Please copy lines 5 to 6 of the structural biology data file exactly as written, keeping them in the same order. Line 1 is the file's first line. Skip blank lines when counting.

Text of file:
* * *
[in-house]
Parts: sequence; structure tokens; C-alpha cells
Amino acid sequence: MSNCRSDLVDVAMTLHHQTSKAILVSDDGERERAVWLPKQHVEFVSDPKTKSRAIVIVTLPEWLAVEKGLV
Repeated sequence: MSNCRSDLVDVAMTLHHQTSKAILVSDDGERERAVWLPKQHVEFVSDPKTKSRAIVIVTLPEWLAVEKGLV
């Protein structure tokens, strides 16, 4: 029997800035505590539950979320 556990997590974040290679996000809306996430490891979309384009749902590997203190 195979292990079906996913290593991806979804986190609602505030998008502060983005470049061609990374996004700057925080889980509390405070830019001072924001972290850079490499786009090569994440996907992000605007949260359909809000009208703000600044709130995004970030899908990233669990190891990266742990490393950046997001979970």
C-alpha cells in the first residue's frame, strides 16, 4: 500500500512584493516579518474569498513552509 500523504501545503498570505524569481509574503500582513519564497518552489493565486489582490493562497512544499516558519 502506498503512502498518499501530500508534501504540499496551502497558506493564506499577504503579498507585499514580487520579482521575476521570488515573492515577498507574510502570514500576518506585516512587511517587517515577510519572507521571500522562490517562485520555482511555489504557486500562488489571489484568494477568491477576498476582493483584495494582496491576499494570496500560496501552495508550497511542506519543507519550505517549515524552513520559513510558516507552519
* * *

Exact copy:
């Protein structure tokens, strides 16, 4: 029997800035505590539950979320 556990997590974040290679996000809306996430490891979309384009749902590997203190 195979292990079906996913290593991806979804986190609602505030998008502060983005470049061609990374996004700057925080889980509390405070830019001072924001972290850079490499786009090569994440996907992000605007949260359909809000009208703000600044709130995004970030899908990233669990190891990266742990490393950046997001979970």
C-alpha cells in the first residue's frame, strides 16, 4: 500500500512584493516579518474569498513552509 500523504501545503498570505524569481509574503500582513519564497518552489493565486489582490493562497512544499516558519 502506498503512502498518499501530500508534501504540499496551502497558506493564506499577504503579498507585499514580487520579482521575476521570488515573492515577498507574510502570514500576518506585516512587511517587517515577510519572507521571500522562490517562485520555482511555489504557486500562488489571489484568494477568491477576498476582493483584495494582496491576499494570496500560496501552495508550497511542506519543507519550505517549515524552513520559513510558516507552519